Today, I want to whisper to this woman: I see you. Thank you for being so strong and open and present even when it might have felt impossible.

And in this moment, I’m imagining that I take her hand and walk into this day.

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Being Seen is open for registration!

This is my 5-week ecourse that combines the mirror meditation and self-portraiture to help you deepen your relationship with yourself. The mirror meditation is a practice you can do almost anywhere that can help you feel deeply seen and reconnected in the midst of the unpredictability daily life can bring.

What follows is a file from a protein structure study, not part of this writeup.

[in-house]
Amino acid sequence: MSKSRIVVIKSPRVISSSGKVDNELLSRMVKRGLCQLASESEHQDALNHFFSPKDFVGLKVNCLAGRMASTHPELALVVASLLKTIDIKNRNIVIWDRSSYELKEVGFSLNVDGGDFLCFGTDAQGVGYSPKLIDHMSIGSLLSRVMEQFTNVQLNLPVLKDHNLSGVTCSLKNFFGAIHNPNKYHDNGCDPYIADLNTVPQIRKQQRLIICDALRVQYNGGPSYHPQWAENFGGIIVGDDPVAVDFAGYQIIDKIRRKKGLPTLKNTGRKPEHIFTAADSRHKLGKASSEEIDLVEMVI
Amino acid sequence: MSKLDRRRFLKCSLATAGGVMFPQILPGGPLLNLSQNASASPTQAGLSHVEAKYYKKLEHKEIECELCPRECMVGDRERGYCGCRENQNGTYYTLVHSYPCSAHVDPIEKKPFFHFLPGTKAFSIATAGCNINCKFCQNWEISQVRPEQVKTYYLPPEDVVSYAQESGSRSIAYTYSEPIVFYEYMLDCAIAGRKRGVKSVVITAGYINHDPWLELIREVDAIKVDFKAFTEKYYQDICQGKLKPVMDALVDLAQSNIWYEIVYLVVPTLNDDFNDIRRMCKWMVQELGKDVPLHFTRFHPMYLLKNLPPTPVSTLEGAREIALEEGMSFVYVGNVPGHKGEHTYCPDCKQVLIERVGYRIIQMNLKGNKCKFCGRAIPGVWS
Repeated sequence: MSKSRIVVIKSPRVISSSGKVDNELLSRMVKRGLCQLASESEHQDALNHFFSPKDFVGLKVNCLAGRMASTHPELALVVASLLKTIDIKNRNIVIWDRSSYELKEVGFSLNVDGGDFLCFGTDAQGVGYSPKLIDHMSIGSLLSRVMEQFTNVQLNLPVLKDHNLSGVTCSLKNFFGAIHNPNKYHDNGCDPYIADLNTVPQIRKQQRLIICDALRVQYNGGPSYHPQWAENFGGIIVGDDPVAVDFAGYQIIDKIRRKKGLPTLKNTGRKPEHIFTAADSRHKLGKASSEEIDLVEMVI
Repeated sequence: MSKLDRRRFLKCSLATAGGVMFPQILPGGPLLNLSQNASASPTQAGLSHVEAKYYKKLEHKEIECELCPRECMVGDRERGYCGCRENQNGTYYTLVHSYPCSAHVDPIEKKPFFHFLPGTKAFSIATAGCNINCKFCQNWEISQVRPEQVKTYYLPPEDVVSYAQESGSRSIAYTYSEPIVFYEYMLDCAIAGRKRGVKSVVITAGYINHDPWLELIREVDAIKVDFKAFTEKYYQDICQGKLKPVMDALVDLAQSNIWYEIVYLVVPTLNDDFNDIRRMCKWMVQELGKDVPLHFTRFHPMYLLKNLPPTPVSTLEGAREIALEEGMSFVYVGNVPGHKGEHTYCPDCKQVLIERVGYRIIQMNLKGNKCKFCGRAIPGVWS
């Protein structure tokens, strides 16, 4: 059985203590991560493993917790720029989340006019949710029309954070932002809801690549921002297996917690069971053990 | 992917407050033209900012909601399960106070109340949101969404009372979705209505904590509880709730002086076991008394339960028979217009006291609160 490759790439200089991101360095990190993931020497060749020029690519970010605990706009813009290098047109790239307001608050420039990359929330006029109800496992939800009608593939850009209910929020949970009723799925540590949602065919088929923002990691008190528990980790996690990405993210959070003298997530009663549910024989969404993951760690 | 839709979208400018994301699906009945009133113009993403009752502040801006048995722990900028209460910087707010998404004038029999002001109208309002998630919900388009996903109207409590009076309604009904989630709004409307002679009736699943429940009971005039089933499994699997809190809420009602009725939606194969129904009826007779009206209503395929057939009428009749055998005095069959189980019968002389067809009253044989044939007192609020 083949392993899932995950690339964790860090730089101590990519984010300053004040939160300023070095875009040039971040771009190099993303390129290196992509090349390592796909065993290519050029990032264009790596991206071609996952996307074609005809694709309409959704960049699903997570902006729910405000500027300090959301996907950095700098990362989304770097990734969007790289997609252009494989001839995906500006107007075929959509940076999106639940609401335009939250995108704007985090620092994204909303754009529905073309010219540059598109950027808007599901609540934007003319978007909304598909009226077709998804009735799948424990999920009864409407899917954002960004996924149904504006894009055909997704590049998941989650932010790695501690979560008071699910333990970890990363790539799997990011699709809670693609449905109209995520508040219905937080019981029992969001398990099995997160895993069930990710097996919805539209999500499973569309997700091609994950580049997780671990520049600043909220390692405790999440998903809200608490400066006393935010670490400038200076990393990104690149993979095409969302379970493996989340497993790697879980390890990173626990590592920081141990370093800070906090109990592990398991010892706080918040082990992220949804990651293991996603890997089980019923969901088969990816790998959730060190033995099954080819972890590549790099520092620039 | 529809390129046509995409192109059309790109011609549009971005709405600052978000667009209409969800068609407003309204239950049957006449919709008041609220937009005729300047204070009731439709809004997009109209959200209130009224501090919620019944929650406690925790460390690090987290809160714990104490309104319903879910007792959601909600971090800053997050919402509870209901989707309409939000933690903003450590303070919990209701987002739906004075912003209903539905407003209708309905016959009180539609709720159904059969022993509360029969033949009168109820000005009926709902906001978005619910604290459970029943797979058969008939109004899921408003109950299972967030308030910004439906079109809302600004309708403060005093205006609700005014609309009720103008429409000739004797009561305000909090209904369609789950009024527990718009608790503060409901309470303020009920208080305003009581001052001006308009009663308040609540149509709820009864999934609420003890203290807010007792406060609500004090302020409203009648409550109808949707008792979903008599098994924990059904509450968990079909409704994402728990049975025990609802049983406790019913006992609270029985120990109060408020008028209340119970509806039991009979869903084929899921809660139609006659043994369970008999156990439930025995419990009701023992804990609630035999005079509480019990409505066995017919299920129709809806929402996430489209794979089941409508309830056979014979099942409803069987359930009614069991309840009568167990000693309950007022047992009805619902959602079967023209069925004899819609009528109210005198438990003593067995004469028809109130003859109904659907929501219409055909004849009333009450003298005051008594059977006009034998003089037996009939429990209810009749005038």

During and after the course, we'll connect in a private Facebook group + I'll be sending you the mirror meditation journal (and optional care package upgrade) in the mail! There are a limited number of spots for this final round of the course, and we’re almost half full. Learn more about sign up here.